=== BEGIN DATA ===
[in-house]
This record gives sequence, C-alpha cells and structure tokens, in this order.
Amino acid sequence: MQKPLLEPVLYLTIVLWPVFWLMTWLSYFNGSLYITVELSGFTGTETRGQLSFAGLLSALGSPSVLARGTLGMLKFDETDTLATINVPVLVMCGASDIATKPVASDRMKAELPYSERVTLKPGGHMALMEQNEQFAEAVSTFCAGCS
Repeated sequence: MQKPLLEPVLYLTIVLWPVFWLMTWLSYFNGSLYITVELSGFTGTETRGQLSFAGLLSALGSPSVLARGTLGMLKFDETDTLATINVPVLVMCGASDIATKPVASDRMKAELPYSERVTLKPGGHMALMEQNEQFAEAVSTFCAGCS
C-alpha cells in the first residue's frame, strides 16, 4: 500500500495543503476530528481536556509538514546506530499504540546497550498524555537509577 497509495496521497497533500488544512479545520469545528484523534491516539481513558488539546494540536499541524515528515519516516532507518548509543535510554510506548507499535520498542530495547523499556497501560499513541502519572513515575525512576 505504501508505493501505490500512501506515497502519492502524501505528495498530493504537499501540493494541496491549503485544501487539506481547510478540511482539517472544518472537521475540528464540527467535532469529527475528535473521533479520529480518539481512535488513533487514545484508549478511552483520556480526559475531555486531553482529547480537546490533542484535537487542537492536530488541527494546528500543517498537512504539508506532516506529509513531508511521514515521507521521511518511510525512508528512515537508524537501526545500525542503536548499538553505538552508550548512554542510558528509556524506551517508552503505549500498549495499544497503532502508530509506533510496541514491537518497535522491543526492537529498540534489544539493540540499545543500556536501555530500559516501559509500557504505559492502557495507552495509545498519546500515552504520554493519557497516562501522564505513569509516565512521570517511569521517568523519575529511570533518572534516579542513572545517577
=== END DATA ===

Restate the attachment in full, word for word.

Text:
[in-house]
This record gives sequence, C-alpha cells and structure tokens, in this order.
Amino acid sequence: MQKPLLEPVLYLTIVLWPVFWLMTWLSYFNGSLYITVELSGFTGTETRGQLSFAGLLSALGSPSVLARGTLGMLKFDETDTLATINVPVLVMCGASDIATKPVASDRMKAELPYSERVTLKPGGHMALMEQNEQFAEAVSTFCAGCS
Repeated sequence: MQKPLLEPVLYLTIVLWPVFWLMTWLSYFNGSLYITVELSGFTGTETRGQLSFAGLLSALGSPSVLARGTLGMLKFDETDTLATINVPVLVMCGASDIATKPVASDRMKAELPYSERVTLKPGGHMALMEQNEQFAEAVSTFCAGCS
C-alpha cells in the first residue's frame, strides 16, 4: 500500500495543503476530528481536556509538514546506530499504540546497550498524555537509577 497509495496521497497533500488544512479545520469545528484523534491516539481513558488539546494540536499541524515528515519516516532507518548509543535510554510506548507499535520498542530495547523499556497501560499513541502519572513515575525512576 505504501508505493501505490500512501506515497502519492502524501505528495498530493504537499501540493494541496491549503485544501487539506481547510478540511482539517472544518472537521475540528464540527467535532469529527475528535473521533479520529480518539481512535488513533487514545484508549478511552483520556480526559475531555486531553482529547480537546490533542484535537487542537492536530488541527494546528500543517498537512504539508506532516506529509513531508511521514515521507521521511518511510525512508528512515537508524537501526545500525542503536548499538553505538552508550548512554542510558528509556524506551517508552503505549500498549495499544497503532502508530509506533510496541514491537518497535522491543526492537529498540534489544539493540540499545543500556536501555530500559516501559509500557504505559492502557495507552495509545498519546500515552504520554493519557497516562501522564505513569509516565512521570517511569521517568523519575529511570533518572534516579542513572545517577